31 March 2010

Au coin de la rue du conseil et rue sans souci

Someone made this:

And a little bit to the right of that, there is another stone that says this:

But what's the last word in the phrase with "douceur des mots devenus ..." Is it dérons? débons? ???? And what does it mean?


  1. It's démons, isn't it? "Douceur des mots devenus démons" A poet's lament, I think! It conveys to me the moment when words become just sounds to you, when the Yousuck Monster rears its head and you think, why am I wasting my time on this?

    I've been trying to translate it in my head, but "sweet poison of words" is the only thing that pops up, and it's not a great translation.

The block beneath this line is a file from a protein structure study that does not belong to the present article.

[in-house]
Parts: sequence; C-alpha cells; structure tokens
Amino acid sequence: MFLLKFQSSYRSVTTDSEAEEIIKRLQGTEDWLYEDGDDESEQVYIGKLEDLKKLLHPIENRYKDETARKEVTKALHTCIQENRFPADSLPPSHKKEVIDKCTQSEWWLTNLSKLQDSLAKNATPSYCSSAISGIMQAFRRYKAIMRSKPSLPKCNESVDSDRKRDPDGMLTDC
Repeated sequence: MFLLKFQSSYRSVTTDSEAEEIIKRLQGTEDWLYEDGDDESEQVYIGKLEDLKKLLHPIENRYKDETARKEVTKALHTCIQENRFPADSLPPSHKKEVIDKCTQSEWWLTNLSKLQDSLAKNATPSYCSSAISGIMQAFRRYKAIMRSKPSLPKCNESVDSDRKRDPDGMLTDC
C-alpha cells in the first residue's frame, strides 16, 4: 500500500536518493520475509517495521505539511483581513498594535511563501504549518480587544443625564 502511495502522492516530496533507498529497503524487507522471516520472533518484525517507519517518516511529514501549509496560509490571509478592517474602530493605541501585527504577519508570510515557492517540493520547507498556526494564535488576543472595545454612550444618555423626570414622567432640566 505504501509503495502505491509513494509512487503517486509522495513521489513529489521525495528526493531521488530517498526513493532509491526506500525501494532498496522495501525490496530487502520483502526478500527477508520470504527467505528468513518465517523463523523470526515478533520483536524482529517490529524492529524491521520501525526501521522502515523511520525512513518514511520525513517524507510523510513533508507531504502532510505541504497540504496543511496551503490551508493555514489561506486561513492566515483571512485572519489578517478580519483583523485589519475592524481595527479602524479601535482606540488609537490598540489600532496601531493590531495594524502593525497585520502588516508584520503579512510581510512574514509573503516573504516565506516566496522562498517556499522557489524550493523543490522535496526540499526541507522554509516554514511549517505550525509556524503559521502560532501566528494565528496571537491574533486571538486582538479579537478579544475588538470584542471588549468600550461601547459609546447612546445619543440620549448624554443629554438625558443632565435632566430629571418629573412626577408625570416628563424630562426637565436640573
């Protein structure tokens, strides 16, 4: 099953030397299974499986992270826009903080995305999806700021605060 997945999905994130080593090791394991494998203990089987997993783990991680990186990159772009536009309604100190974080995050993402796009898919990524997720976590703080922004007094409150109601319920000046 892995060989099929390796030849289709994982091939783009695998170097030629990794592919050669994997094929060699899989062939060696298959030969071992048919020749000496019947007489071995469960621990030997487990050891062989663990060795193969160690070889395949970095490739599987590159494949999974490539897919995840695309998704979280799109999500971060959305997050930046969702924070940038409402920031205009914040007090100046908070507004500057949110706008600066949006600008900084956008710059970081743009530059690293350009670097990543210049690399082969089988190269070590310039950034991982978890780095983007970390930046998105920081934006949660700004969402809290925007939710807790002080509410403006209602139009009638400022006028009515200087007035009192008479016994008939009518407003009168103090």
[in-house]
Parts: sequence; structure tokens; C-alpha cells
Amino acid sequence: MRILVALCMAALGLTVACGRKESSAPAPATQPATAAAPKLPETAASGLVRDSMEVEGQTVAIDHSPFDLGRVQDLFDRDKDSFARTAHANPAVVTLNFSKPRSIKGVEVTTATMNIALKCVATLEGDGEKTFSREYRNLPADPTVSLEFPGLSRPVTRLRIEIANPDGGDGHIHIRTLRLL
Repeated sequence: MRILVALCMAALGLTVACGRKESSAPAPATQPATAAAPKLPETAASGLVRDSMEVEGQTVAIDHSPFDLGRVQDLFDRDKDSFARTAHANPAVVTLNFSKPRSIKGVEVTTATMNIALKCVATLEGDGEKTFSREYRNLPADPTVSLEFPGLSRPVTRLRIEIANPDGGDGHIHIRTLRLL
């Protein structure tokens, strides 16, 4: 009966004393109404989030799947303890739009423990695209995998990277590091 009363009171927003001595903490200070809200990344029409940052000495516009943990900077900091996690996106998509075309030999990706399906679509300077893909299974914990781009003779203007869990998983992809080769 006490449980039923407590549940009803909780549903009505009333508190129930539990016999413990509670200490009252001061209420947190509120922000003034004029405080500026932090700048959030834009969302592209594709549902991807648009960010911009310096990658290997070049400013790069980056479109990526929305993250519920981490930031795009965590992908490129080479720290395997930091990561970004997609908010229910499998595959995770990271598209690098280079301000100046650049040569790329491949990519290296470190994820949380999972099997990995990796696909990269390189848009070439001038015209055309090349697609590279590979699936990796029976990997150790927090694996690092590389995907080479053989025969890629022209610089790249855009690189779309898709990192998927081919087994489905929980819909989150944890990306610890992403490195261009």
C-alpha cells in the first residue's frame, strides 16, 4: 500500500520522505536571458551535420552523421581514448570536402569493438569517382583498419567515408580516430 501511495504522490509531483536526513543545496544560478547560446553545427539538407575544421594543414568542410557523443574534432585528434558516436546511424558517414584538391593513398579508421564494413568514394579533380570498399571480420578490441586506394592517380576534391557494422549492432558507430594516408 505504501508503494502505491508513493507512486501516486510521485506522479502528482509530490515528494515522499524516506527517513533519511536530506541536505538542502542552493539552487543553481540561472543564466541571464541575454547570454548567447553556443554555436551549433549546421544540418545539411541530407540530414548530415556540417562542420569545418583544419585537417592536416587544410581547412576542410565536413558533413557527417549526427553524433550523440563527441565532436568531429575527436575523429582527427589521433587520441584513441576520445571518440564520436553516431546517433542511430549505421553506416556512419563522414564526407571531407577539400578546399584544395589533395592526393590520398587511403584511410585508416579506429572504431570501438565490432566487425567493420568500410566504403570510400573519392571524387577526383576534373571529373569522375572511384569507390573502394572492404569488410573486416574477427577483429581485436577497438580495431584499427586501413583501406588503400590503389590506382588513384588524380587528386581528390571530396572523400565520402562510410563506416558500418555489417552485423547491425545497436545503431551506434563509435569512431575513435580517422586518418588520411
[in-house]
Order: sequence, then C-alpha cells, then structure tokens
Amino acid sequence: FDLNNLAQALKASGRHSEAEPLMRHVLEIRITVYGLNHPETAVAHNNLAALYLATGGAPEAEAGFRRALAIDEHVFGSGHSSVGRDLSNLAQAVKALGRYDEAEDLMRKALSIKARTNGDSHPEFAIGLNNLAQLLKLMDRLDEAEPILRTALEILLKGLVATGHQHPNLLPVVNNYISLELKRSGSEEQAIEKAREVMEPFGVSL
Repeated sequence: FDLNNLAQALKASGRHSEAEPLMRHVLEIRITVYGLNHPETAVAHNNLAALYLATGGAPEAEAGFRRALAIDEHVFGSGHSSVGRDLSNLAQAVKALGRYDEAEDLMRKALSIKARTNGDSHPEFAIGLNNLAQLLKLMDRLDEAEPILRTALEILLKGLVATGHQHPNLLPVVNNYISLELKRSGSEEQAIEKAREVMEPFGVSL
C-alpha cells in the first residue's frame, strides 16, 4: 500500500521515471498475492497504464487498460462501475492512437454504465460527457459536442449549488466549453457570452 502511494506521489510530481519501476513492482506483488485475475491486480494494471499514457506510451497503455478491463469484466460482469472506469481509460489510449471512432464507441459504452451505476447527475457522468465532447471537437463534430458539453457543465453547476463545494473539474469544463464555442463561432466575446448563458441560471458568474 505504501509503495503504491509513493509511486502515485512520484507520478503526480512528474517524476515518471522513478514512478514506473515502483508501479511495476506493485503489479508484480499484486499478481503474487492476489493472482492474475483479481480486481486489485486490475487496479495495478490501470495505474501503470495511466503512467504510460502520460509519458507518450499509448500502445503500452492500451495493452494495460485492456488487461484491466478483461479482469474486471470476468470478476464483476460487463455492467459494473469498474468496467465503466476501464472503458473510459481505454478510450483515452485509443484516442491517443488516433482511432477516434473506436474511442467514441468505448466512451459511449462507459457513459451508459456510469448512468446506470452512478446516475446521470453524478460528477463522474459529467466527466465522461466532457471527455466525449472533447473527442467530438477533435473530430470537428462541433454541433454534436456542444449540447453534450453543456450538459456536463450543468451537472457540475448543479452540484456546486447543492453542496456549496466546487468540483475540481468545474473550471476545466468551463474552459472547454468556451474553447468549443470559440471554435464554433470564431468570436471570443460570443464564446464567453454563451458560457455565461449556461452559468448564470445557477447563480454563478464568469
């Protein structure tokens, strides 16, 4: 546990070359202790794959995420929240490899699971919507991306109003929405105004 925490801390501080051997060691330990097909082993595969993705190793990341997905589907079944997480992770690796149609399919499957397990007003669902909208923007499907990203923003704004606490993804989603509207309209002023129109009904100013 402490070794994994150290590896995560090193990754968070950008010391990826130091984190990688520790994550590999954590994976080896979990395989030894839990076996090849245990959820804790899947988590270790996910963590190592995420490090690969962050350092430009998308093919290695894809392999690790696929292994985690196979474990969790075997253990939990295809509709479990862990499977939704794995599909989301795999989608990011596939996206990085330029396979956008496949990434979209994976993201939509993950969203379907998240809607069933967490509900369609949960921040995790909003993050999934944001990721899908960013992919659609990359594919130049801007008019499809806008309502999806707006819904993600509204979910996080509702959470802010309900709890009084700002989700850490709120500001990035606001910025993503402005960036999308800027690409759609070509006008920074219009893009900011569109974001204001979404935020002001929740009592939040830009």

2. Google says:
    Gentle words become demons

  3. Google's translation skills leave much to be desired. Why would it translate a noun as an adjective? And a past participle as a present tense?

    The most literal translation would probably be something like "The sweetness of words that have become demons." (Yes, could be gentleness as well, but I think "douceur" conveys the idea of "sweet" more strongly.)

    It's an instance of how French can be more poetic than English: look at all the words the writer left out! Jeannette, time for a poet to weigh in.